Given that there is no association between VA disability compensation and the purchasing of substances among homeless veterans, the VA might continue disability compensation for homeless veterans with a substance abuse problem. The VA might continue its current substance and alcohol abuse intervention programs for homeless veterans. The VA might offer additional programs for homeless veterans with a disability who are struggling with substances and alcohol. Specific interventions for disabled veterans might target the underlining reason(s) for their substance and alcohol use. The VA might offer social support groups for homeless veterans who have substance use issues. Additionally, the VA might continue offering assistance to rural veterans who are homeless and residing in a rural location.
For Future Research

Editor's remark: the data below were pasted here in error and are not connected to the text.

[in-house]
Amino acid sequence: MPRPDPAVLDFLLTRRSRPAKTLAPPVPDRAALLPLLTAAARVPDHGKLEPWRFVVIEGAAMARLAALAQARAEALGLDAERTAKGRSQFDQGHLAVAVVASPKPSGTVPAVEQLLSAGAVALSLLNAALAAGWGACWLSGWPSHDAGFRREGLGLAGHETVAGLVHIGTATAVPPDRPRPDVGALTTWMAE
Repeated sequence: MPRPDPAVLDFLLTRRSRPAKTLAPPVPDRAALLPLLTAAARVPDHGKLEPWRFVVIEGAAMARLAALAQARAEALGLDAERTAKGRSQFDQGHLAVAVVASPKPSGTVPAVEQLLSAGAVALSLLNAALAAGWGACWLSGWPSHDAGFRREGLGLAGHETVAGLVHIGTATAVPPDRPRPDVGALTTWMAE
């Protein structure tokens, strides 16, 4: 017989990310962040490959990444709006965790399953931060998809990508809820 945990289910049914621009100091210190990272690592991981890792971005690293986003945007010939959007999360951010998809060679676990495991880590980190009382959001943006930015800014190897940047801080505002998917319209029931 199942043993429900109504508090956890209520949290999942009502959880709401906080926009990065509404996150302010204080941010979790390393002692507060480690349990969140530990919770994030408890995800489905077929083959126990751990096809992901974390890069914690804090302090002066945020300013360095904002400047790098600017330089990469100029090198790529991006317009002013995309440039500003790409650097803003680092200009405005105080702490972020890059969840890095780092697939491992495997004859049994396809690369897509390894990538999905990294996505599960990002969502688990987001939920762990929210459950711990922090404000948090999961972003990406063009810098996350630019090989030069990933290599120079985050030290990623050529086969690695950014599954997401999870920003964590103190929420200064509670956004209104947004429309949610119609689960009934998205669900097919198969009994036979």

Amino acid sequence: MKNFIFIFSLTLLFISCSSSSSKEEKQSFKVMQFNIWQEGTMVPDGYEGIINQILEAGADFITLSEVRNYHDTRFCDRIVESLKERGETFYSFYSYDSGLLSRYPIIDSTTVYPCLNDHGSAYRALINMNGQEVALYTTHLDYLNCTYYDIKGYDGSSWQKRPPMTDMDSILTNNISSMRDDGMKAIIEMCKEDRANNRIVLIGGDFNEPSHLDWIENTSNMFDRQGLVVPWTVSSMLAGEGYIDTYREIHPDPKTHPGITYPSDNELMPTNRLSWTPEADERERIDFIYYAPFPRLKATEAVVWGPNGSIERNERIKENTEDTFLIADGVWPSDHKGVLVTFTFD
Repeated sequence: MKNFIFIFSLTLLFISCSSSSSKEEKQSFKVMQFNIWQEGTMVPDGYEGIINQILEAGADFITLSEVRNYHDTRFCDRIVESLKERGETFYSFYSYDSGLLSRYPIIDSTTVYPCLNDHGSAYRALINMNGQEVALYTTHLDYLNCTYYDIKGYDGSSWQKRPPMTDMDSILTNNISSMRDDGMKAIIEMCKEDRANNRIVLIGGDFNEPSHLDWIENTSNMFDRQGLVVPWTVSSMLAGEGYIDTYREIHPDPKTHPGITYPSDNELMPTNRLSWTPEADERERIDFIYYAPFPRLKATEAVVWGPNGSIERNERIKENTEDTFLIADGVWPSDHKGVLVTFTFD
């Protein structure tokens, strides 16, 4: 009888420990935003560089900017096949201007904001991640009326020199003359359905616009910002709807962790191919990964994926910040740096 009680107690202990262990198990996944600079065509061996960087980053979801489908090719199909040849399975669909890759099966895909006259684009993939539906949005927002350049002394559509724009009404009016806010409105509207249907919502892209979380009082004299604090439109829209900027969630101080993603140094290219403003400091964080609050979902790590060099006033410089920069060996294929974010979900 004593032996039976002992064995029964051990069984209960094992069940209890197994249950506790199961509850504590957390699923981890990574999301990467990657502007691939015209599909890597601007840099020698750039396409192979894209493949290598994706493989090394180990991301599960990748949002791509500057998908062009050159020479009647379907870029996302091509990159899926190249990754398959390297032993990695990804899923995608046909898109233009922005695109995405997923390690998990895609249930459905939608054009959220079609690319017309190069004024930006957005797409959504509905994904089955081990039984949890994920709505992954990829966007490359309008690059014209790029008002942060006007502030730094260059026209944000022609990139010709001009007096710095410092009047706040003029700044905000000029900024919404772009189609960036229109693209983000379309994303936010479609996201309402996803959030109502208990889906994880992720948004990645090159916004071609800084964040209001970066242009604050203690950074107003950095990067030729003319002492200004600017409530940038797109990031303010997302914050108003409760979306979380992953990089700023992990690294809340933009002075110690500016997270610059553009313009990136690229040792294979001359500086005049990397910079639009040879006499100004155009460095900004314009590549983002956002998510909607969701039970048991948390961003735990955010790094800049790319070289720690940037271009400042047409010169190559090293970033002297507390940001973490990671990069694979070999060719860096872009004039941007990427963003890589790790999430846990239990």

Despite this study having several strengths, including a large sample of homeless veterans and specific information about money spent on alcohol and drugs, it is not without its limitations. A limitation of this study is that it was observational, cross-sectional data. Thus, the authors were unable to infer causality of any associations. Future researchers should consider using verifiable forms of data, e.g. medical records. To allow for causality of associations to be inferred, future researchers should analyze longitudinal data. Another limitation of this study is that the data were based on self-reported income and substance use in the past month. Self-reporting and the time frame could have introduced potential biases, including self-reporting and recall. Future researchers should collect income information through more reliable sources, such as the previous year’s tax filings. Ninety-five percent of the respondents sampled in this study were male. Future studies on this topic should include more women veterans. Including more women veterans might help researchers better understand the relationship between disability compensation, homelessness, and substance abuse among women veterans. Including more women veterans will also improve generalizability to women veterans. Since a majority of the veterans included in this sample served before the Persian Gulf War era, generalizability to veterans from more recent conflicts is unclear. Future researchers should analyze data that includes veterans from more recent military conflicts, particularly the post-9/11 war. Only veterans referred to the HUD-VASH program were included in this study’s sample. Future research should include veterans who are not enrolled in the HUD-VASH program, including veterans residing in a rural location. Future researchers should continue evaluating the effectiveness of various services aimed at helping homeless veterans struggling with substance abuse. Researchers should continue evaluating services offered to disabled veterans who are homeless, including financial counseling, medical services, and shelter care.